Dec 102017
COUNTPGS will analyze your text files and tell you how many pages it will take when printed, how long the lines are, and how many lines on each page.
File COUNTPGS.ZIP from The Programmer’s Corner in
Category Printer Utilities
COUNTPGS will analyze your text files and tell you how many pages it will take when printed, how long the lines are, and how many lines on each page.
File Name File Size Zip Size Zip Type
COUNTPGS.DOC 7195 2656 deflated
COUNTPGS.EXE 19408 9418 deflated

Download File COUNTPGS.ZIP Here

Contents of the COUNTPGS.DOC file

COUNTPGS Ver. 2.00

Purpose: A printer utility. Before you print out a file or set of
files, find out how many pages it contains and whether there
are any ragged ends or oversize pages in it.

Format: COUNTPGS [[d:][path]filename.ext ...] [/P] [/Lnn] [/V] [/F]

__ ____ ____________
d: is the drive letter, path is the DOS path, and filename.ext
may contain DOS's usual wildcards (* and ?). If COUNTPGS is
entered bare, without filenames, COUNTPGS will ask for them.

/Lnn specifies paper size: that the printer puts nn lines
on a page (default is 66).

/V ("verbose") causes COUNTPGS to list every page (counting
by form-feeds) and show the number of lines on each.

/P makes COUNTPGS echo its output to the printer.

/F makes COUNTPGS echo its output to a file, COUNTPGS.LST,
on the default drive/directory.

Remarks: To find out how much paper to lay out, I once looked at the
end of a file and found page 1105. Refusing to believe it, I
wrote COUNTPGS. That page turned out to be p. 5 of Chap. 11,
of course, and the whole thing ran about 100 pages. Whew!

COUNTPGS can handle up to 25 filenames at a time, which may
contain wildcards. Each must have its own drive and path des-
ignations. Examples:

COUNTPGS b:xyz.txt

COUNTPGS b:\*.doc /V

COUNTPGS b:abcd.txt c:\xyz*.doc c:\foo\ab??.* /P /L55

If you prefer to give the file specs interactively, enter just
COUNTPGS, and you'll be asked for the filenames. (/P, /V and
/L can go in like filenames.) When you've entered as many as
you want, a bare tells COUNTPGS to take it away.

Most printers will feed out the rest of the page when they en-
counter a "form-feed" character, ASCII #12. (On the screen,
it shows up as either ^L or the Venus (female) sign. If you
have this file on the screen, you can see a form-feed charac-
ter at the end, after the address below.) Some files use
form-feed characters to divide pages; some just feed out the
proper number of lines per page. If it finds any form-feeds
at all, COUNTPGS expects the number form-feeds to be the num-
ber of pages. When there are no form-feeds, COUNTPGS calcu-
lates the number of pages from the line count.
COUNTPGS (cont'd) Page 2

On The Pathology of Text Files
(and what COUNTPGS can do about it)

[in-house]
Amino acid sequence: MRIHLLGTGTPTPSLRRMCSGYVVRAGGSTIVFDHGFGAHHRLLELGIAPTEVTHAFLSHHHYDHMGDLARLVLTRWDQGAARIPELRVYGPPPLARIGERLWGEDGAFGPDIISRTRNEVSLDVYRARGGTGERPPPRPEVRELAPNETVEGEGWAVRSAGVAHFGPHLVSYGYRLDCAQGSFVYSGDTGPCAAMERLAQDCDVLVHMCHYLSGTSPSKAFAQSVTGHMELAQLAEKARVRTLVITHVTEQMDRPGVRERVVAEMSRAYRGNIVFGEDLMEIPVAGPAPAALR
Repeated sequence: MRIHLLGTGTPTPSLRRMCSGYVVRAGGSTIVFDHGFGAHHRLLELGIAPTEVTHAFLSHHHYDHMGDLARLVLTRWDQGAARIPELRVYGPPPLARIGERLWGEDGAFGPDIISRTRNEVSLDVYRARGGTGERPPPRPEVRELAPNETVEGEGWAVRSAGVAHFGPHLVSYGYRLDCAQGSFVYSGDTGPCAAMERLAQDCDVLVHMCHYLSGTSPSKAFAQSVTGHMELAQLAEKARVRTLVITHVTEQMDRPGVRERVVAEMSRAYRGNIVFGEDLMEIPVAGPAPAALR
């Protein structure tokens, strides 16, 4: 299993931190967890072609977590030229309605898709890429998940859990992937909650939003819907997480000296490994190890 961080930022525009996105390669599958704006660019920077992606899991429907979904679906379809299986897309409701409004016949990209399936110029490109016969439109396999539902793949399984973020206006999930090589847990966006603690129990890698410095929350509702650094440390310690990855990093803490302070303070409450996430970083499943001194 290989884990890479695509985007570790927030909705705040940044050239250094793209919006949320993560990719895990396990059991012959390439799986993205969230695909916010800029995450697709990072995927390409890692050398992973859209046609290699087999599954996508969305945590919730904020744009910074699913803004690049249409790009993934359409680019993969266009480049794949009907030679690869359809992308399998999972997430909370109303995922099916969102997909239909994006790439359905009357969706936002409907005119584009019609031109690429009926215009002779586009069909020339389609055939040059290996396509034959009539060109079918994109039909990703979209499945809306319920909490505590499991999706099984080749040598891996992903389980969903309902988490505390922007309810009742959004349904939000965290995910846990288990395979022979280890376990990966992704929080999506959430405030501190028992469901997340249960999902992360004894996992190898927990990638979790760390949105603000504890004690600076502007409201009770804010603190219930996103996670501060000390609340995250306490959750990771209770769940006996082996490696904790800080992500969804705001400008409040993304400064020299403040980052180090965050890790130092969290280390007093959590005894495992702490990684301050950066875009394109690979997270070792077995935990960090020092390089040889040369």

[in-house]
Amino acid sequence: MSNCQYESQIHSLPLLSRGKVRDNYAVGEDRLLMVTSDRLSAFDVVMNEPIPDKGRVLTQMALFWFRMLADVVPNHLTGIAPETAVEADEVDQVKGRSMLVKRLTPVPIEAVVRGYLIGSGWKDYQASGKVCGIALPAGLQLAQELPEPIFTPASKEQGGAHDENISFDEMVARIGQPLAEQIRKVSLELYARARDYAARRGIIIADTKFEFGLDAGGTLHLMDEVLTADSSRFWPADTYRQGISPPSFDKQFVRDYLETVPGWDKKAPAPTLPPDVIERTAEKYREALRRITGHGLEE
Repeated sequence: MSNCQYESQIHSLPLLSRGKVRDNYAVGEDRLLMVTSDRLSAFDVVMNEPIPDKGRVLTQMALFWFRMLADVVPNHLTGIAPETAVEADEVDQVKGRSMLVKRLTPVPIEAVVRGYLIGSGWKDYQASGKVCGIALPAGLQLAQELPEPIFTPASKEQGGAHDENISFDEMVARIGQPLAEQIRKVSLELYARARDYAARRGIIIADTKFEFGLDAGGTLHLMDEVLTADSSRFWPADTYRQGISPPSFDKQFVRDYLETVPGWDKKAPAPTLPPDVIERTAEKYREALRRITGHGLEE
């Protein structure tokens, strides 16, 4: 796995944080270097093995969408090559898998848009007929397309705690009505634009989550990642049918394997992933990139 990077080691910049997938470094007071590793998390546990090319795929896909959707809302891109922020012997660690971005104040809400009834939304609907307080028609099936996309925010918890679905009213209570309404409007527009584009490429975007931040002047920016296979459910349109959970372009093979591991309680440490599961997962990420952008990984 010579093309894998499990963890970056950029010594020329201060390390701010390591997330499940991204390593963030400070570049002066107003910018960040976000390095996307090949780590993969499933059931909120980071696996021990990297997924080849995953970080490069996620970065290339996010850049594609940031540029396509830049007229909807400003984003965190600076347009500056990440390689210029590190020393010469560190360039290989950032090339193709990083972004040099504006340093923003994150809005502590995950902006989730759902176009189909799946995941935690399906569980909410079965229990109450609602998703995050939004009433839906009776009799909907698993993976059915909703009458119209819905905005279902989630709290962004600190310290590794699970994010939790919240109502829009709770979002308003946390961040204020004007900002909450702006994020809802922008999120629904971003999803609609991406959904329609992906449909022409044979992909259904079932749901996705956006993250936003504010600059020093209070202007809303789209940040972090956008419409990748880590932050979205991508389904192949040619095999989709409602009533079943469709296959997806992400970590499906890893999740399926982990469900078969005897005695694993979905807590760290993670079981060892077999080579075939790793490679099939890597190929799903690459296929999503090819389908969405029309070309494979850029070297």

Though I originally meant CountPgs just to find out how much
paper to lay out for a printer run, it turns out to be a use-
ful check on pagination. I've seen any number of DOC files
with bungled pagination, and CountPgs can point you to making
repairs before wasting paper. Files meant for a printer can
be bungled in three ways:

1. COUNTPGS will indicate files with ragged ends --that end
in the middle of a page. This happens when there are
lines after the last FF. A file without FF's has a ragged
end if the pages don't come out even. If you want to COPY
PRN a bunch of files like that, you'll have to do some-
thing clever.

A file with a ragged end and no FF's may not be paged at
all. It may be meant for the screen; it may be a thought-
less scrawl. If the look of your printout matters, look
at the file before you print. You may want to run it
through a word-processor to page it properly.

2. FF's may be wrongly placed. Occasionally, a page will
have more than a pageful of lines between FF's. COUNTPGS
will say something like "4? 5? pages." That means the
printout will actually take 5 pages, but possibly only 4
were intended. You may want to go in and fix up the file
before printing. The /V option will tell you where the
oversize pages are.

If COUNTPGS comes up with something like "1? 5? pages,
most likely a file without FF's, meant to be paged by
counting lines, has a stray FF at the end. Occasionally,
an otherwise harmless librarian will leave a lone FF at
the end of his little addendum.

3. Finally, some files begin with a FF to clear the printer
or make a "guard sheet." COUNTPGS will point this out.
If you're also irritated by terminal FF's, use the Verbose
option and watch for a last page of 0 lines.

---R. N. Wisan, May, 1988
37 Clinton St, Oneonta, NY 13820


Software Library Information:

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Please direct shareware payments and specific questions about
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